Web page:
The media consultants Oliver and Ohlbaum published an interesting report today on reform of the Champions League. I have argued endlessly that the existing structure denies TV audiences something they would like, i.e. more games played among the biggest clubs, and in so doing limits the revenue potential of the competition.
What’s nice about the O&O report is that it quantifies the problem by surveying viewers about what they want to watch. Traditionalists argue that traditions should be preserved, but not everyone agrees and there is a demand for something else, e.g.:
-36% of Spanish fans think too many small teams participate in the Champions League group stage.
-50% of fans across the seven markets want to see a Champions League with more fixtures.
-70% of German fans would be interested in decreasing the number of teams in the Champions League.
-40% of UK football fans wish the UEFA Champions League was on every week.
Of course this does not prove that there is a case for change, but it does show that there is little consensus about maintaining the status quo.
The problem, of course, is how to change. Most of the controversy will surround access of the clubs from smaller TV markets and with fewer fans. An elite competition would mainly involve large clubs from the five largest TV markets: England, France, Germany, Italy and Spain. There is a case to be made that this exclusivity contradicts the principles of solidarity embraced by UEFA.
However, even if the logic of commercialism overrides this argument, there are still some big problems surrounding reform of the Champions League. O&O’s proposal, which is not untypical, is to turn the Champions League into an elite competition with three groups of 8 teams, playing 168 instead of 96 games a season. More games, higher quality means more TV money.
I see two main problems: composition and timing.
Composition: how many of the 24 would come from the Premier League? The EPL now generates about double the annual revenue of its next nearest rival (the Bundesliga) and this is starting to show in terms of the quality of the teams. There are at least 6 clubs that could justify an automatic slot given their size and following (two Manchesters, Arsenal, Chelsea, Liverpool and Tottenham) without even considering the Premier League Champions Leicester. Without significant EPL representation the credibility of the competition will be undermined (not least with those EPL clubs that do participate), but with too many EPL clubs the competition is in danger of looking like EPL Lite.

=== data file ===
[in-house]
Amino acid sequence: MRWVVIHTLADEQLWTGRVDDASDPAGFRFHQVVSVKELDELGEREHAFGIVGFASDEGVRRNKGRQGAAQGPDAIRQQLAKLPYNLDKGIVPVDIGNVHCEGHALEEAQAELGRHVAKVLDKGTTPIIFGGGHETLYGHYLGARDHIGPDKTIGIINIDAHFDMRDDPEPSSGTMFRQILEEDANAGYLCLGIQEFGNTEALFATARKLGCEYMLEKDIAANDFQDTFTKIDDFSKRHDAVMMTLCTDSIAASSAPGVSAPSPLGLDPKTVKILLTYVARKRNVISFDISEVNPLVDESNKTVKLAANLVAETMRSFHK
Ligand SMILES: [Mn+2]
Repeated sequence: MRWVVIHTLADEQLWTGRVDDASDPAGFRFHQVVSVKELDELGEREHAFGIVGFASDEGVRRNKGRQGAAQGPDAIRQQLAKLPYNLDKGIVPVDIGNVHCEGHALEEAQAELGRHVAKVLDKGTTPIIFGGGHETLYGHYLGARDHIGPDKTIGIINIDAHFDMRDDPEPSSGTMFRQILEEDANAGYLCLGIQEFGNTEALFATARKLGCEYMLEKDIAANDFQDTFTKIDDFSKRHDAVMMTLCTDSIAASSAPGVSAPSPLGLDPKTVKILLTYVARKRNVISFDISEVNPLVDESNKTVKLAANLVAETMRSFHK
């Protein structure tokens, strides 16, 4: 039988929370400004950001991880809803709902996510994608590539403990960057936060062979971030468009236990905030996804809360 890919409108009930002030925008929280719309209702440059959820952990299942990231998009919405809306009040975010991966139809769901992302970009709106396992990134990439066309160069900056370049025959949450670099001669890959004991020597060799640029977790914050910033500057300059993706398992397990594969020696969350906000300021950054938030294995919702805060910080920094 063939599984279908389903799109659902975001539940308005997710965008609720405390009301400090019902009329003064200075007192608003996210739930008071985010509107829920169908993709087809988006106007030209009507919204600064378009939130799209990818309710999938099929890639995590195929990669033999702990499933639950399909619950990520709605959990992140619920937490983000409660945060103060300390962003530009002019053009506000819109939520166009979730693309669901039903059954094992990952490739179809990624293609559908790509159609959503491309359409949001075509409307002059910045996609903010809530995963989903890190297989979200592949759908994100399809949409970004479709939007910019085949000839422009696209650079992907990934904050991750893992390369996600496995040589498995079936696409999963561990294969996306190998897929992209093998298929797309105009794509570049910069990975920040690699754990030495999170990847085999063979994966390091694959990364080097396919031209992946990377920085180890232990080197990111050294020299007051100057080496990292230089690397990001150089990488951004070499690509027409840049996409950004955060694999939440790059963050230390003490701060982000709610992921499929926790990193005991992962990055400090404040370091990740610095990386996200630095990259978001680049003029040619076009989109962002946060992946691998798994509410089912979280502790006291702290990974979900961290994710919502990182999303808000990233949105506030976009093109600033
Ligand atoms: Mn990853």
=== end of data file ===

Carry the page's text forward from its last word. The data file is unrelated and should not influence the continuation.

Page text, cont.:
Timing: O&O suggest four games a week: either two games a night on tuesdays and wednesdays, or four games spread over three nights (tuesdays, wednesdays and thursdays). This would certainly boost revenues in Europe, but a good deal of revenue growth in the long term is likely to come from outside of Europe – especially the Asian and North American markets. The EPL is particularly successful in scheduling weekend games that can command an audience in Europe, East Asia and North America at the same time. I get up on a saturday morning in Michigan to watch an EPL game that is playing early afternoon in England and showing in prime time in China. A midweek Champions League simply could not reach these audiences.
I see these as major problems for UEFA. Once upon a time I thought a European Superleague could transform football in Europe – nowadays I think it might generate some extra revenue at the margin but will not change the fundamentals significantly. And chief among those fundamentals at the moment is that the EPL is Europe’s Superleague.